Super-Rich Families Face Longer Wait for Tax Breaks in Singapore

SIGNING up to be super rich in Singapore has rarely taken this long.

Family offices attempting to register for tax exemptions in the city-state are facing waits of at least eight months compared with about half that time a year ago, according to people familiar with the matter.

Interest from newly established entities has added to the surge in applications seen over the past year, the people said, asking not to be identified because the information is confidential. While creating family offices – organizations that invest the money of wealthy individuals – doesn’t require a license in Singapore, they do need approval from the Monetary Authority of Singapore to get valuable tax breaks.

Singapore has worked hard to attract some of the world’s wealthiest clans; its low taxes, relative safety and gradual re-opening of its borders have made it an ideal haven. But with demand soaring over the past year – especially among Chinese entrepreneurs and their heirs – it’s started introducing new rules and taxes that could winnow the field.

Singapore had around 400 family offices at the end of 2020, according to MAS estimates, including the likes of Google co-founder Sergey Brin and hedge fund billionaire Ray Dalio.

“Over the past few years, the number of family offices in Singapore has grown, in line with the growth of family offices globally,” a MAS spokesperson said in an emailed response to Bloomberg queries. “In the past four months, we have approved more than 100 applications.”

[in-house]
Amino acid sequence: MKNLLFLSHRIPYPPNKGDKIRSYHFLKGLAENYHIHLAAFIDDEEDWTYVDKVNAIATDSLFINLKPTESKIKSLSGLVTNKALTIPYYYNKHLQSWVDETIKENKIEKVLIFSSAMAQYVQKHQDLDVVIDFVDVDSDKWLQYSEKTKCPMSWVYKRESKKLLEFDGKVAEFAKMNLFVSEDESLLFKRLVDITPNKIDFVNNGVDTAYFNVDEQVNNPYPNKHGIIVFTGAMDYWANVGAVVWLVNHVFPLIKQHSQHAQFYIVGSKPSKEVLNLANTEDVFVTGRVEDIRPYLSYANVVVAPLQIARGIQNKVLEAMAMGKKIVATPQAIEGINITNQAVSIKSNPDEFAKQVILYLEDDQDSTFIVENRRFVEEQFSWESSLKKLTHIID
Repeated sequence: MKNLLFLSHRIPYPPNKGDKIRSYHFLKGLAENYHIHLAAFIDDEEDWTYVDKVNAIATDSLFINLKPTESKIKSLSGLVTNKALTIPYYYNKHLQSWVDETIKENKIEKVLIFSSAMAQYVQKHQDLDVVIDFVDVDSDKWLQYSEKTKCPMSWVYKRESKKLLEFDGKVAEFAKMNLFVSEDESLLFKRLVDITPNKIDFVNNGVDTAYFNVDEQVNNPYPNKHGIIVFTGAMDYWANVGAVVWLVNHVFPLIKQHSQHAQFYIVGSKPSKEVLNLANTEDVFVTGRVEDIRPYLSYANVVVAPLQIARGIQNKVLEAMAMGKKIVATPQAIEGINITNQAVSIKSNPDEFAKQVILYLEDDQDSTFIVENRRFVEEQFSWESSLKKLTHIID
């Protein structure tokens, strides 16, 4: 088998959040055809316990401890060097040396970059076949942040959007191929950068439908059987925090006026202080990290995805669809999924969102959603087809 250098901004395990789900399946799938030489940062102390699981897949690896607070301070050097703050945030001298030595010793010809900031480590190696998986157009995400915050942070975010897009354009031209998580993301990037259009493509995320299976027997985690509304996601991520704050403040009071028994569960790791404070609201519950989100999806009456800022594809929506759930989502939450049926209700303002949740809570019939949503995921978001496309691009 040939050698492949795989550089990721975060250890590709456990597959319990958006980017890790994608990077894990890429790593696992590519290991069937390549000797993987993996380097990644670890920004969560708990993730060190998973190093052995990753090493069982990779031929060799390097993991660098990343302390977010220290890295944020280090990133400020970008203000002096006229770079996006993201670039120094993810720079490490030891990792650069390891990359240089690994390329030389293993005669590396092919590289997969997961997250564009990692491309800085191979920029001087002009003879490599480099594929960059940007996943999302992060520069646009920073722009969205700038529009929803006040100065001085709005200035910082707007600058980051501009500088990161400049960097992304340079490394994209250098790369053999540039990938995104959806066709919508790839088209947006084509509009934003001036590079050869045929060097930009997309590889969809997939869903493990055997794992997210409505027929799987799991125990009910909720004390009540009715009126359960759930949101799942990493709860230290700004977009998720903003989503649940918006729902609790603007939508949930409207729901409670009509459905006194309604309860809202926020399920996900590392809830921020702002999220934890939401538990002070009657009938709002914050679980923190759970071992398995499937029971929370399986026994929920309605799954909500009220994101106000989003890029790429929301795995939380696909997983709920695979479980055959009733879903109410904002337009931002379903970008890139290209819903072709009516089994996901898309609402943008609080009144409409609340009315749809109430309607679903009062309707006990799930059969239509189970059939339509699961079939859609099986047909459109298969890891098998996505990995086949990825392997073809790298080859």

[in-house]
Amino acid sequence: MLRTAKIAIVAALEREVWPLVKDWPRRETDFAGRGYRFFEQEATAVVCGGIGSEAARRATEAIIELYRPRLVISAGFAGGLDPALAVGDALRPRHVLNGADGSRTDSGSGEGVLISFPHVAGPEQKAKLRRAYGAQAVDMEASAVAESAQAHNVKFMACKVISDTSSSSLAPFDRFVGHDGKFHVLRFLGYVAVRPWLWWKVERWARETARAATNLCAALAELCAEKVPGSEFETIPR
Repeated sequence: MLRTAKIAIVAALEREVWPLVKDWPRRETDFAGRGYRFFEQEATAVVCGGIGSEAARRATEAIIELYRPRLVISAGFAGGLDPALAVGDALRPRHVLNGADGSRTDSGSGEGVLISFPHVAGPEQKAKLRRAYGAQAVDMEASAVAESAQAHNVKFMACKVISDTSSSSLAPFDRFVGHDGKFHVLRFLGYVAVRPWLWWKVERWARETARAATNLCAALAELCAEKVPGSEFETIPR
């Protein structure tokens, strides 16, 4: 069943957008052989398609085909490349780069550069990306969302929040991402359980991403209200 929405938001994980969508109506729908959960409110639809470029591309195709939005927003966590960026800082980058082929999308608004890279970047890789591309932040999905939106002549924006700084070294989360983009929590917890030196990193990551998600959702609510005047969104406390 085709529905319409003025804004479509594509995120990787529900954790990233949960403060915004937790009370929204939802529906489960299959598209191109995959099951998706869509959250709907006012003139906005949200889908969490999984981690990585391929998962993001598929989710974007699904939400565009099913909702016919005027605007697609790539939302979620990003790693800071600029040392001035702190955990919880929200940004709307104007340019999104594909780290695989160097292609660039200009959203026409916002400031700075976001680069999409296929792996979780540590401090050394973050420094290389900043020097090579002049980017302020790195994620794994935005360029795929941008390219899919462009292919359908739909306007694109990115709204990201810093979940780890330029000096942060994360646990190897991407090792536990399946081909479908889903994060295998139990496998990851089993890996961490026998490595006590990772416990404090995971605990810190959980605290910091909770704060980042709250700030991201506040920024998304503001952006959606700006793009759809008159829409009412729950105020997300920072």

Two service providers said a large number of submissions were lodged in mid-April when the MAS changed its rules for tax exemptions with a one-week grace period. What had been known as “13X” and “13R” became “13U” and “13O” respectively – with both including stricter requirements on assets under management, minimum local spending and the number of employees at the firm.

In addition to demanding S$200,000 ($145,000) in annual spending, the newly renamed “13O” regime requires organizations to have at least S$10 million in assets under management at inception, rising to S$20 million within two years. It also needs at least two investment professionals to eventually work for the firm.

The tougher stipulations triggered a rush of applications trying to beat the April 18 deadline, according to the people at different companies that helped submit applications for their clients.

“All tax incentive applications are assessed thoroughly by MAS to ensure the business substance of the applicants and the continued quality of the family office ecosystem in Singapore,” the MAS spokesperson said. “In certain cases, applications that are incomplete or unclear may take longer to process.”

“MAS has and will continue to enhance the application experience where possible, by simplifying and automating the process, and factoring in market feedback,” the spokesperson added.

With the tax benefits backdated to the time of application for successful lodgers – and Greater China’s Covid-19 woes prompting residents to think about moving – the backlog is unlikely to deter cashed-up families from creating investment houses in Singapore, where the costs of rentals, mansions and luxury cars have risen sharply.

Family offices are just one of the varied investment vehicles that are increasingly interested in Singapore. The total value of all assets under management based in the tiny country reached S$4.7 trillion by the end of 2020. – Bloomberg